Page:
Sign up for our COVID-19 newsletter to stay up-to-date on the latest coronavirus news throughout New York A man has been arrested for drugged driving in a head-on crash, injuring a woman who had an infant in her car in Shoreham on Tuesday morning, Suffolk County police said.Denis Karachopan was driving his BMW westbound on Route 25A when he crossed into the opposite lane of traffic and hit an eastbound Nissan shortly after 11 a.m., police said. Officers found the 24-year-old man to be under the influence of drugs, police said.The woman and her 3-week old baby were taken to Stony Brook University Medical Center, where the woman was treated for serious injuries. The baby was not injured.Karachopan was charged with driving while impaired by drugs, heroin possession and possession of a hyperdermic needle. He is scheduled to be arraigned Wednesday at First District Court in Central Islip.
Sign up for our COVID-19 newsletter to stay up-to-date on the latest coronavirus news throughout New York Listen, I get it.You’re tired of watching the dang Harlem Shake video of dang Harlem Shake videos.Some of you (Sal) don’t even find the humor in it.Yet, we left it up for like 83 days.Why?Because I was sick.And because I hadn’t yet found a video of a bunch of goats screaming their little goat faces off.Thanks to Scott, I am now complete.And now YOU can witness goats in all of their terrified-human-like screaming glory.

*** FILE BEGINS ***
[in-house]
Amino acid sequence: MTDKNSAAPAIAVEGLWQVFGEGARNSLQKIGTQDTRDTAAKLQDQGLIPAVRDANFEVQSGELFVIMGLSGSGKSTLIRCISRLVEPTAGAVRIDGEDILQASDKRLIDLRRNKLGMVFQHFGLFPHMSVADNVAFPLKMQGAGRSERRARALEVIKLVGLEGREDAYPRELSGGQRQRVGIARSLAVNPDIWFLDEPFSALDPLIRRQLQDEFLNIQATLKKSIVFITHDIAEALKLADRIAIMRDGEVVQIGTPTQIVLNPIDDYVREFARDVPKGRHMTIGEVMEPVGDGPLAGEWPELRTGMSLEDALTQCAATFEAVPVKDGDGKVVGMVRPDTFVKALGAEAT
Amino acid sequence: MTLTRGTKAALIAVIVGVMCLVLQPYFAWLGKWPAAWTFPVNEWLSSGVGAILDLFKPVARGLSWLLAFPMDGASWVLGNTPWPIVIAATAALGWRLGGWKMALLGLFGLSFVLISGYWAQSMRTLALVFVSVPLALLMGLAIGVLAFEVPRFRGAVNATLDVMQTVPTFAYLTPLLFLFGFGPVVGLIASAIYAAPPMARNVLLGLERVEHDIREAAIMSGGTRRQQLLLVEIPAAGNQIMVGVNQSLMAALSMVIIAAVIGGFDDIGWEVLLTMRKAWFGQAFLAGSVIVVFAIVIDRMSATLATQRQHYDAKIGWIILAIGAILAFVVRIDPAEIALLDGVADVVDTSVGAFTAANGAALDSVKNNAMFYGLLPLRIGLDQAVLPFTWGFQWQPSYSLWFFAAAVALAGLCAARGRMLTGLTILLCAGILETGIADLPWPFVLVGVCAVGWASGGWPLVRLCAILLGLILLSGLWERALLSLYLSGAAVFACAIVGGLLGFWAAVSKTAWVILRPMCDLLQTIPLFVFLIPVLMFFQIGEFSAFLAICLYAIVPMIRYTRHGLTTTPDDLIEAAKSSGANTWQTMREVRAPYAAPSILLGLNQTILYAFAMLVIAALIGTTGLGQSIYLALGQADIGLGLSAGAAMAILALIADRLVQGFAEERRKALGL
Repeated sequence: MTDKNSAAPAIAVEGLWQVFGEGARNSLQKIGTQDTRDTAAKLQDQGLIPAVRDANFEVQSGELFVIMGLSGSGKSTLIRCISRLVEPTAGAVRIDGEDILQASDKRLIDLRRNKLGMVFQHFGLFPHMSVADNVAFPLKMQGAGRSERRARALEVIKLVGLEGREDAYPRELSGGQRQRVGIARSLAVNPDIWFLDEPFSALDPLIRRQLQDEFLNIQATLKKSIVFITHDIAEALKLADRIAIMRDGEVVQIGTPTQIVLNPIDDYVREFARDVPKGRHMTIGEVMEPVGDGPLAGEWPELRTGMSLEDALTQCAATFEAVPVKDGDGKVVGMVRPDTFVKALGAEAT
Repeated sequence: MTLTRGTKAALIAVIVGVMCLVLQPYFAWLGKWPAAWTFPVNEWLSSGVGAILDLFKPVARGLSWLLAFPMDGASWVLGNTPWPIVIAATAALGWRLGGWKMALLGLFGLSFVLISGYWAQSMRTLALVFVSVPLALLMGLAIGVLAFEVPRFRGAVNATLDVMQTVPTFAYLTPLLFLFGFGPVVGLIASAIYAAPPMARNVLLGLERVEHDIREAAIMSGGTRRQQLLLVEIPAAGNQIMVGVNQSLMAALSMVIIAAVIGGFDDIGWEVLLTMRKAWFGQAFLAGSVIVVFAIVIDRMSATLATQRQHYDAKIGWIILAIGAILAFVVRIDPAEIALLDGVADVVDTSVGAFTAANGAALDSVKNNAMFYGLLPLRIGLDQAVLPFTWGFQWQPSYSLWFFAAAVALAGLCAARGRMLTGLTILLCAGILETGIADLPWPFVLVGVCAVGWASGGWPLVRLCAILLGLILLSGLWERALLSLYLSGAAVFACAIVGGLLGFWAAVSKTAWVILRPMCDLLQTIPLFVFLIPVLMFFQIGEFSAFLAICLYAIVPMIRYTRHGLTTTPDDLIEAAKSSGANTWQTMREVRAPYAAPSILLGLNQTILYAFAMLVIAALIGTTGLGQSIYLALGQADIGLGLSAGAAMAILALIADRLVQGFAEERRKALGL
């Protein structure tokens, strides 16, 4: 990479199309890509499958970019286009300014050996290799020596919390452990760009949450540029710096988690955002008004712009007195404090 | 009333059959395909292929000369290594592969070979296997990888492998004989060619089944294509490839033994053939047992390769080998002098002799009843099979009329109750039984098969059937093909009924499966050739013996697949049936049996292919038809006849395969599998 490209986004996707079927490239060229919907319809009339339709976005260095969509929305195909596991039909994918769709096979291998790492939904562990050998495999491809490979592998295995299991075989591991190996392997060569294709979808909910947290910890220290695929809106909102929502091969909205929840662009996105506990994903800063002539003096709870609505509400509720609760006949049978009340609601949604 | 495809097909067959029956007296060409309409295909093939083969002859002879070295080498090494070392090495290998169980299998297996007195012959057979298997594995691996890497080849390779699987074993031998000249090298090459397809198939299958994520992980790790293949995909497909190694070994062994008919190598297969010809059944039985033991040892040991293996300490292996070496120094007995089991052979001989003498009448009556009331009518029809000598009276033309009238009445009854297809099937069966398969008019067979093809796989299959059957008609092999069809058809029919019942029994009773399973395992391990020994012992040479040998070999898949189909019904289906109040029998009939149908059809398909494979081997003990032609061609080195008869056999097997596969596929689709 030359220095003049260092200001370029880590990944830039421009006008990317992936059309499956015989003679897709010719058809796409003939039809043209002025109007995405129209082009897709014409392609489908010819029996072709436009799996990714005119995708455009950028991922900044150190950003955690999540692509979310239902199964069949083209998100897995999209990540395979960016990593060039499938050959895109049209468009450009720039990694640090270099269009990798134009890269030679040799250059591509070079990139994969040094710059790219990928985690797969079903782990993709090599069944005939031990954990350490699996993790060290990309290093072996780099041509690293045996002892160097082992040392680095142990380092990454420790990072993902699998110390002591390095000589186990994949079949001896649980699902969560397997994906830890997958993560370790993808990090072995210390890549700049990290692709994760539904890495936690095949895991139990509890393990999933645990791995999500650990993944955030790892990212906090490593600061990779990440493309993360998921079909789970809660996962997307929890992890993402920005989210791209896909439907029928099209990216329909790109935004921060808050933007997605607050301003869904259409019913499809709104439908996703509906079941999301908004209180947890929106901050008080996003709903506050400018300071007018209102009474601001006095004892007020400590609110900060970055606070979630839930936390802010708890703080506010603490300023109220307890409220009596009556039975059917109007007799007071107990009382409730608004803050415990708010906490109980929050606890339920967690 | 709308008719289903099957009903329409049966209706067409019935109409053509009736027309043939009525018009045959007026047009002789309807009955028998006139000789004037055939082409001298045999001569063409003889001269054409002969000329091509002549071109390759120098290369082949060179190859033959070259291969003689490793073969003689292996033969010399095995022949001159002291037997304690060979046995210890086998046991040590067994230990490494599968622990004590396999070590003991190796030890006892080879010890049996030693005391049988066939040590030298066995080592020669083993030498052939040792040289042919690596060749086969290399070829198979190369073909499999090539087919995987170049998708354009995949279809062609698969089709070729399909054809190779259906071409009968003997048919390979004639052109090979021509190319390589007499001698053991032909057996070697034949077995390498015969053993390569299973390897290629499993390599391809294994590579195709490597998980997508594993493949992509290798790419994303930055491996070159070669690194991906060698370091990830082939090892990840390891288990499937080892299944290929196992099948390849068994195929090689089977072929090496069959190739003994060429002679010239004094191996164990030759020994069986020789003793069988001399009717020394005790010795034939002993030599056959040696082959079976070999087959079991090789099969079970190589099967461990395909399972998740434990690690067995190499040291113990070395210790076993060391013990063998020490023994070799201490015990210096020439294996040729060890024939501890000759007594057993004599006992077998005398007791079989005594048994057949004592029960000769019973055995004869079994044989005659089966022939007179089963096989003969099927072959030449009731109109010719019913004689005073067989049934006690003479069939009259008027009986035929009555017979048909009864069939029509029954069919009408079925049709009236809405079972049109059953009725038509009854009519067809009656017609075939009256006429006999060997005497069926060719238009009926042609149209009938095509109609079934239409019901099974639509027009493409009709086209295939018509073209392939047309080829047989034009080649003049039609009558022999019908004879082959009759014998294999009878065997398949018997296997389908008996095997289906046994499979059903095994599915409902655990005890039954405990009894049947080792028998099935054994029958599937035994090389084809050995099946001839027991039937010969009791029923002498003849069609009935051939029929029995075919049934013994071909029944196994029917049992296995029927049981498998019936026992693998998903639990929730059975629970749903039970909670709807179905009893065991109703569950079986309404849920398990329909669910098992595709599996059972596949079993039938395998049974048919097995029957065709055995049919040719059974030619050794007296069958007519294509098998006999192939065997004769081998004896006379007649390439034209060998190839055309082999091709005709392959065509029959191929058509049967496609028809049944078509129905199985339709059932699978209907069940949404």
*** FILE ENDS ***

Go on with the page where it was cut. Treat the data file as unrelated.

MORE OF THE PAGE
Sign up for our COVID-19 newsletter to stay up-to-date on the latest coronavirus news throughout New York A man was shot and wounded in Roosevelt on Friday night, Nassau County police said.Officers responded to a call of shots fired on Westerfield Avenue where they found the victim suffering from a gunshot wound to his arm at 11:19 p.m.., police said.The victim was taken to an area hospital where he was treated for a non life threatening injury.Special Investigations Squad detectives request anyone with information regarding this crime to contact Nassau County Crime Stoppers at 1-800-244-TIPS. All callers will remain anonymous.
Sign up for our COVID-19 newsletter to stay up-to-date on the latest coronavirus news throughout New York Have you seen this suspect?Suffolk County police released a sketch Friday of suspect that authorities said is wanted for sexually assaulting a woman in Brentwood last week.Police said the man in the sketch began speaking to the victim in Spanish while she was walking on Grouse Drive at 9 p.m. Thursday, Feb. 13.The woman ran away, but fell on ice in the roadway. The man then sexually assaulted the woman and fled the area, police said.Investigators described the suspect as a Hispanic man, 5-feet, 6-inches tall, chubby, between 30 and 40 years old with a full black mustache and thinning black hair. He was wearing a brown Carhartt jacket with blue jeans and work boots.Third Squad detectives ask anyone with information on this incident to call them at 631-854-8352 or anonymously to Crime Stoppers at 1-800-220-TIPS. All calls will be kept confidential.